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If anglers have a paddlecraft, then they can get off the beaten path and explore new waterways. This is an example of an exploratory fishing trip that we took in East Texas. The paddle trip took us all day to complete, but it was a lot of fun. We launched our paddlecraft on the “Smaller Trib,” where the highway crosses the stream. We then floated downstream to the confluence with “Major River.” Once there, we had to paddle upstream a short distance to the bridge where the highway crossed “Major River.” Again, as mentioned in the article, road right-of-way’s can be used to access public waterways.
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As you digitally scout around reservoirs and large rivers, remember to check out the smaller feeder creeks that flow into them. These smaller waters can offer great stream fishing opportunities. Again, use onXmaps and determine whether these smaller streams (or a portion of them) exist on private or public land. In many cases, the lands that lie within the floodplain of a reservoir or within the riparian corridor of a river, are owned by local or federal governments.

Another resource that Texans can use to find public waters is through the Public Hunting Lands Map Booklet that is released annually by TPWD. As the title suggests, most of the lands outlined in the booklet are for hunting, but in many cases, if the public land abuts a public waterway, anglers can access the water through the parcel of public land. I have found some great backwater fishing spots by using this booklet. In order to obtain a copy, you need to buy an Annual Public Hunting Permit (or a Limited Public Use Permit) through TPWD. It will cost you about $48.00, or $12.00 if you just buy the Limited Public Use Permit).

If you are lucky enough to own a kayak or canoe, then your ability to scout new water is nearly endless. If you are attempting to explore smaller streams via paddlecraft, I suggest you start by locating a major river or lake that the smaller waterway, in question, flows into. Many major watercourses have publicly accessible parks or boat ramps. These areas can either serve as a launching spot or a take-out spot. Next, find any roads that cross the smaller waterway. You can get a better look at the surrounding area by using Google Street View and determining whether the smaller waterway is accessible via the road right-of-way, or even if the waterway is capable of floating a paddlecraft. Once it is determined that you can access the smaller waterway via the road, you can begin to piece together your paddle trip.

Obviously, when planning your trip, you’ll need to have two vehicles and shuttle one of them to the takeout spot. Once you drive back to the put-in, use the road right-of-way, to access the smaller waterbody. If this is your first time undertaking an exploratory paddling adventure, please don’t have any illusions about the effort these sorts of trips require. They can be a lot of hard work, but are usually very rewarding. Just remember that the harder a waterway is to access, the less fishing pressure it gets.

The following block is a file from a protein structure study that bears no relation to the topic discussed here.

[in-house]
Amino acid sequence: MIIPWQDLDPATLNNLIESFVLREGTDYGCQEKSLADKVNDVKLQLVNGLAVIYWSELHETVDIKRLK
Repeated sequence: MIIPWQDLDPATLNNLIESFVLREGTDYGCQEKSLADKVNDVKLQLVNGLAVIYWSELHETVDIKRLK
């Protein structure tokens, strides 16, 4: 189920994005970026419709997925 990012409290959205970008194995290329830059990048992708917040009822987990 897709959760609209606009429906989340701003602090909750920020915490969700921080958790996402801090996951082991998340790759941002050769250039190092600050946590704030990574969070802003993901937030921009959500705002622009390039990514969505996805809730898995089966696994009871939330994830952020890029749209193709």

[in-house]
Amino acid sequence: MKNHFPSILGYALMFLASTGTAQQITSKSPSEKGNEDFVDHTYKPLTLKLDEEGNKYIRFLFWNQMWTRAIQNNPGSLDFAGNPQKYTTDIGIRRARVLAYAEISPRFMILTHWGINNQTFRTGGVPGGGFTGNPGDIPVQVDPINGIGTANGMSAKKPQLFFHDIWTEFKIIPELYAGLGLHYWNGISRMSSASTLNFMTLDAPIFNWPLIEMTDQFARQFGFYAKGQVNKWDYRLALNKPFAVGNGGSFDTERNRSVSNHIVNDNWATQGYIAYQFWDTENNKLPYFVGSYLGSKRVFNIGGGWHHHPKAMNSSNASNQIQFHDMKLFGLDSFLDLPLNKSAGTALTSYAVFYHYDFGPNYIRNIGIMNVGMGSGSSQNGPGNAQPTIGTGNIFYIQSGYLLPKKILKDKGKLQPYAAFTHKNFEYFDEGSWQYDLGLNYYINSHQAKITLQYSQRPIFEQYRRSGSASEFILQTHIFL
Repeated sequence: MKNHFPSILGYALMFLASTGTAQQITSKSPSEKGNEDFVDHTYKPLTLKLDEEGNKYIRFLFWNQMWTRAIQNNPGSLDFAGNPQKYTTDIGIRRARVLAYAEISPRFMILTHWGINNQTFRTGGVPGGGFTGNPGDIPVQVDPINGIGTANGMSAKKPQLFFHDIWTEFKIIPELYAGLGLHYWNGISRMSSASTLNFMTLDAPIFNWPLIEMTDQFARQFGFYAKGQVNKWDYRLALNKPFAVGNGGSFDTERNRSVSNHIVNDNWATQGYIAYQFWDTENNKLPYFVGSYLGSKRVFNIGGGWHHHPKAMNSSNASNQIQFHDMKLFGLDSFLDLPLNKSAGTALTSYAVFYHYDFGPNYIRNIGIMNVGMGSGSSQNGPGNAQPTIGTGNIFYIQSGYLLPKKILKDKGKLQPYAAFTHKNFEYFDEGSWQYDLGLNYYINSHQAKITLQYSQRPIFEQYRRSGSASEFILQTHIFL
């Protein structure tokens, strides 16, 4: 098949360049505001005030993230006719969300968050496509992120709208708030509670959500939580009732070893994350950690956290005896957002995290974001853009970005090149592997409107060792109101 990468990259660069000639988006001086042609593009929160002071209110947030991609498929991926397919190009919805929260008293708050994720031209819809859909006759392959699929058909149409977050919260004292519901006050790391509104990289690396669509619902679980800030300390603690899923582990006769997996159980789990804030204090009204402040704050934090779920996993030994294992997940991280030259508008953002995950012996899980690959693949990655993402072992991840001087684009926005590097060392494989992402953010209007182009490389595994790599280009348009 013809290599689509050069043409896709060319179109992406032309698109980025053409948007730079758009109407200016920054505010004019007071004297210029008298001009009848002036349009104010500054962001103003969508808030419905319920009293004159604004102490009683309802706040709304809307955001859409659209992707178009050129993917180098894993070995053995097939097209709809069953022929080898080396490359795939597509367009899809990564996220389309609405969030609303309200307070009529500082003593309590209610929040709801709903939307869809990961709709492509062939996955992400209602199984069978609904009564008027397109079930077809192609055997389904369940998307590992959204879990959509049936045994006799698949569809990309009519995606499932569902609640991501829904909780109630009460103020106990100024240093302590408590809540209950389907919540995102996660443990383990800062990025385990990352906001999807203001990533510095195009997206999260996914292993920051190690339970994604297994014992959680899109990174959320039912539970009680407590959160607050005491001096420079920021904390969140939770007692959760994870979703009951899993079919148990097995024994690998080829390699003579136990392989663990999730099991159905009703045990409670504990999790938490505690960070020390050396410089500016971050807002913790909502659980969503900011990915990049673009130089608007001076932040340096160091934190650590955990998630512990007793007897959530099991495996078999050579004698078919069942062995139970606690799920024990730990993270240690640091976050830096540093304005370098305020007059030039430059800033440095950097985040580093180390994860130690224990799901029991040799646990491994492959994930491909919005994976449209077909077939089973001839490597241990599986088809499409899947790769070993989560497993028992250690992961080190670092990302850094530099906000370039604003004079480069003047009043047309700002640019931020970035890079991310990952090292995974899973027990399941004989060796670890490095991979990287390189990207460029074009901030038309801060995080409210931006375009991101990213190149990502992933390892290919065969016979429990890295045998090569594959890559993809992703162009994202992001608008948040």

The next step is to actually get in your vehicle and drive out to the location in question and see if it is actually accessible. This is where most people get hung up, but remember that until this point, all the time spent in front of the computer has been purely academic. You need to put boots on the ground in order to see if a particular waterway can be accessed.

Exploring new waterways is seldom an easy endeavor. Just remember, the greater the effort, the less people you will see, and the less pressure the fish see too.

Before wrapping this up, please know that although Texas has lenient river access laws, under no circumstances should you trespass on someone’s land. Hopping fences and disregarding “No Trespassing” signs is not only disrespectful to landowners, but it could get you in a heap of trouble. In some cases, landowners may view a public waterway as their own person stream. Even though they are wrong in their thinking, it is generally never a wise decision to confront them over this. If a hairy situation arises with a landowner, it is best to get a Texas Game Warden involved. These men and women know and understand Texas River Law much better than the local police department. A list of game wardens for each county can be found here.

Texas is a unique state that has relatively lenient access laws to its myriad of waterways. Do your homework, read up on Texas River Law, and start looking for new waterways to explore.

Robert McConnell

Robert McConnell

Robert H. McConnell was born and raised in Western Pennsylvania. It was in the shadow of the Allegheny Mountains where he developed an affinity for fishing and the outdoors. At college, Robert pursued a degree in geology, which was one of the only classes that offered frequent field trips to the great outdoors. After graduating, Robert began a career in the oil and gas industry, which brought him to the wilds of northern Pennsylvania. He began fly fishing in earnest after discovering the joys of hiking into remote freestone streams in pursuit of native brook trout. Spring and summer weekends were spent exploring the vast network of streams and rivers along the Northern Tier of Pennsylvania. In 2014, Robert and his wife, Ellen, moved from their home in rural Pennsylvania to the bustling city of Houston, Texas, the “Energy Capital of the World,” where they reside today. Robert continues his passion for fly fishing, but instead of chasing native brook trout, he now pursues the multitude of warmwater fish species that live in the surrounding waterways of Houston, Texas. Robert especially enjoys exploring the more remote waterways, including those found in the Pineywoods of East Texas.